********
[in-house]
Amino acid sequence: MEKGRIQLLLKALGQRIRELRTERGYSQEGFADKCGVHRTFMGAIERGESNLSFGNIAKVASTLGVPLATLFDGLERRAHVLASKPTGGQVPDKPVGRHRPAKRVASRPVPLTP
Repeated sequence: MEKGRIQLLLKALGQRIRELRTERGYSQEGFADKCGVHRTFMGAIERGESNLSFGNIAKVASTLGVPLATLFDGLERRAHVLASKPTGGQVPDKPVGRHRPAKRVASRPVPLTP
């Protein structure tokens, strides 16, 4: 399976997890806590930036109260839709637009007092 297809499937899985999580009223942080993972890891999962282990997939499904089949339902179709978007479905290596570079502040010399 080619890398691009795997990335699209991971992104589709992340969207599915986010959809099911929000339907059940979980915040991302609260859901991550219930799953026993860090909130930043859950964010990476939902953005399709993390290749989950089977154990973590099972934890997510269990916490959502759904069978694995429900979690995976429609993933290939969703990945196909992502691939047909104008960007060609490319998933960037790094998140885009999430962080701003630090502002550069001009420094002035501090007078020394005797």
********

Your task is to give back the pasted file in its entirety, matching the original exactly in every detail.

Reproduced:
[in-house]
Amino acid sequence: MEKGRIQLLLKALGQRIRELRTERGYSQEGFADKCGVHRTFMGAIERGESNLSFGNIAKVASTLGVPLATLFDGLERRAHVLASKPTGGQVPDKPVGRHRPAKRVASRPVPLTP
Repeated sequence: MEKGRIQLLLKALGQRIRELRTERGYSQEGFADKCGVHRTFMGAIERGESNLSFGNIAKVASTLGVPLATLFDGLERRAHVLASKPTGGQVPDKPVGRHRPAKRVASRPVPLTP
């Protein structure tokens, strides 16, 4: 399976997890806590930036109260839709637009007092 297809499937899985999580009223942080993972890891999962282990997939499904089949339902179709978007479905290596570079502040010399 080619890398691009795997990335699209991971992104589709992340969207599915986010959809099911929000339907059940979980915040991302609260859901991550219930799953026993860090909130930043859950964010990476939902953005399709993390290749989950089977154990973590099972934890997510269990916490959502759904069978694995429900979690995976429609993933290939969703990945196909992502691939047909104008960007060609490319998933960037790094998140885009999430962080701003630090502002550069001009420094002035501090007078020394005797």